FAA Bars Small Planes Near Nukes; Airport Security Hit

The Sept. 11 terror attacks had a profound impact on the United States, and the effects are still rippling across American society in large and small ways. Here is a periodic wrap-up of some of them.

FAA Bars Small Planes Near Nuclear Facilities

W A S H I N G T O N, Oct. 30 — The Federal Aviation Administration today barred charter, business and private planes from flying within a 10-mile radius of all nuclear power plants for the next seven days in response to the nation's latest terror alert.

The first-ever prohibition of general aviation flights, which covers altitudes below 18,000 feet, protects the airspace of 86 nuclear sites including power plants and facilities such as the Lawrence Livermore Lab, Sandia, and Los Alamos, officials said.

The FAA said the list was developed in conjunction with the Department of Energy and the Nuclear Regulatory Commission.

The agency issued another temporary flight restriction banning general aviation flights over downtown Chicago for "national security reasons," but officials said the restriction was unrelated to the terror alert — Chicago officials requested it more than a week ago.

Similar general aviation restrictions remain in effect over Washington, D.C., New York City, and Boston. —— ABCNEWS' Lisa Stark

Federal Transportation Boss Slams Airport Security

W A S H I N G T O N, Oct. 30 — Transportation Secretary Norman Mineta warned today that there are unacceptable lapses in aviation security, even after stepped-up precautions ordered since the Sept. 11 hijacking attacks on America.

Mineta, speaking to state and local transportation officials, said he is determined to correct the problem, and was asking federal agents to crack down on lax airports and airlines.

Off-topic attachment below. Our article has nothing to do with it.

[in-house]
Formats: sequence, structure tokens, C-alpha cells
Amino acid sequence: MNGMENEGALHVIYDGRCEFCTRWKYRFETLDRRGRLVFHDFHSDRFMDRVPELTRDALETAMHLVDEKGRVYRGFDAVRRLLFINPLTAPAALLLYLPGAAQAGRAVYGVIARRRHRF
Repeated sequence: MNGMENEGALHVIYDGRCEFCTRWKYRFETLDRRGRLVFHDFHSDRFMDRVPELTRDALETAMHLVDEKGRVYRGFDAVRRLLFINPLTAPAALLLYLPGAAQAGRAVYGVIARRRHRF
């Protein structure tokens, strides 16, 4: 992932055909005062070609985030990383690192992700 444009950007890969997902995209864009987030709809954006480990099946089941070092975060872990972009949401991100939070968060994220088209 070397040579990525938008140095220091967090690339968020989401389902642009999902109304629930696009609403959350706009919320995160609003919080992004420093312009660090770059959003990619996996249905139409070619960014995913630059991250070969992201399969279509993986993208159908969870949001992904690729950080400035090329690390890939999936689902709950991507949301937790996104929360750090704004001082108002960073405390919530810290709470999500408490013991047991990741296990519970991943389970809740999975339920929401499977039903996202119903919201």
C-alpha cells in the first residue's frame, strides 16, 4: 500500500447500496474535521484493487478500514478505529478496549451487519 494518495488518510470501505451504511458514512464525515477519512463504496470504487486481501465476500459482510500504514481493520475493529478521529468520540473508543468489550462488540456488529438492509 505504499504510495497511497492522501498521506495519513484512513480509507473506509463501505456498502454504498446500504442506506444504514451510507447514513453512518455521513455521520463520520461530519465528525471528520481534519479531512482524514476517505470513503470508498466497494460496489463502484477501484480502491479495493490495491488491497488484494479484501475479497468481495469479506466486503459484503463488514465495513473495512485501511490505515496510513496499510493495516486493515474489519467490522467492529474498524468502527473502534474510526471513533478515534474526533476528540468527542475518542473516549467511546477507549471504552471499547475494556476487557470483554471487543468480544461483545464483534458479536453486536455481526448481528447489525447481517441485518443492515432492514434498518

He warned that airline passengers may have to be screened twice at airports if problems are discovered, and said operations could be closed down where problems persist.

"If secure areas in airports have been compromised, then we will take corrective actions to recheck passengers, including re-screening passengers," Mineta said. "If a secure area is breached, [Federal Aviation Administration] agents will empty the concourse, re-screen passengers, and if necessary hold flights. If improper screening of carry-on luggage is occurring, we will hold flights and re-screen passengers or luggage. And if we see untrained screeners, FAA agents will stop the operation."

Mineta cited a person who slipped a gun past screeners in New Orleans as evidence of the problem.

His remarks came as Congress was preparing to take up debate of President Bush's contentious airline security bill. The president backs federal oversight of airport screening personnel, while moderate Republicans and many Democrats favor putting some 28,000 screeners directly on the federal payroll. The measure also would fund sky marshals.


Feds: Man Tried to Steal the ID of a Sept. 11 Victim

W A S H I N G T O N, Oct. 30 — A North Carolina man has been charged with trying to steal the identity of a victim from the World Trade Center attacks, federal prosecutors said today.

Jermaine Lamar McCall, 20, of Laurel Hill, N.C., has been charged with stealing the name, Social Security number and birth date of an unidentified trade center victim in order to obtain a new Citibank credit card, prosecutors said.

A Justice Department official said that Citibank had earlier flagged the names of the World Trade Center deceased, and Secret Service agents arrested McCall last Friday outside the post office, where they had waited for him to go and pick up the card.

A Greensboro, N.C., grand jury indicted him on two counts of making false statements to a bank and identity theft.